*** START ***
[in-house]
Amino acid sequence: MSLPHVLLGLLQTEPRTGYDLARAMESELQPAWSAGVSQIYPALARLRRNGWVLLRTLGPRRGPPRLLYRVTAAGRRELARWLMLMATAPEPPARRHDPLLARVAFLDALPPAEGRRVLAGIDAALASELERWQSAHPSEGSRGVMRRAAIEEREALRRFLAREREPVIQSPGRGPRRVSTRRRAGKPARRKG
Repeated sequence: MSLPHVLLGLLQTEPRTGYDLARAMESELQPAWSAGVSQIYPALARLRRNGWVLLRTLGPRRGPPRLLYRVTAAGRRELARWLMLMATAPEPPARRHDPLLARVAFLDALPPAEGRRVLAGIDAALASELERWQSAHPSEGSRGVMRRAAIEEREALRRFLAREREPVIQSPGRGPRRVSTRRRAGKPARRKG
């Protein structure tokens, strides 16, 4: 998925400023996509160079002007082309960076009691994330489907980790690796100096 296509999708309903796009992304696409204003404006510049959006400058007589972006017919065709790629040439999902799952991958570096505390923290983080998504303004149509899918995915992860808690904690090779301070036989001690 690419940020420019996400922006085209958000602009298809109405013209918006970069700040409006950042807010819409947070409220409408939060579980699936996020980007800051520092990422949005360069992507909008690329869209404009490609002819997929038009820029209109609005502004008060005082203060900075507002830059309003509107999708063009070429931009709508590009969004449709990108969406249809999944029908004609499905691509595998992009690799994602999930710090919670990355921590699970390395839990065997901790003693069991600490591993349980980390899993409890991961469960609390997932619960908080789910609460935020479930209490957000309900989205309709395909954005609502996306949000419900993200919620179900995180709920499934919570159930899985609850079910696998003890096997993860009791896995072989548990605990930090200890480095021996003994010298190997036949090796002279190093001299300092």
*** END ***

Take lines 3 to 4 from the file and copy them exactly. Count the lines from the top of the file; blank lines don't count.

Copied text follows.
Repeated sequence: MSLPHVLLGLLQTEPRTGYDLARAMESELQPAWSAGVSQIYPALARLRRNGWVLLRTLGPRRGPPRLLYRVTAAGRRELARWLMLMATAPEPPARRHDPLLARVAFLDALPPAEGRRVLAGIDAALASELERWQSAHPSEGSRGVMRRAAIEEREALRRFLAREREPVIQSPGRGPRRVSTRRRAGKPARRKG
């Protein structure tokens, strides 16, 4: 998925400023996509160079002007082309960076009691994330489907980790690796100096 296509999708309903796009992304696409204003404006510049959006400058007589972006017919065709790629040439999902799952991958570096505390923290983080998504303004149509899918995915992860808690904690090779301070036989001690 690419940020420019996400922006085209958000602009298809109405013209918006970069700040409006950042807010819409947070409220409408939060579980699936996020980007800051520092990422949005360069992507909008690329869209404009490609002819997929038009820029209109609005502004008060005082203060900075507002830059309003509107999708063009070429931009709508590009969004449709990108969406249809999944029908004609499905691509595998992009690799994602999930710090919670990355921590699970390395839990065997901790003693069991600490591993349980980390899993409890991961469960609390997932619960908080789910609460935020479930209490957000309900989205309709395909954005609502996306949000419900993200919620179900995180709920499934919570159930899985609850079910696998003890096997993860009791896995072989548990605990930090200890480095021996003994010298190997036949090796002279190093001299300092």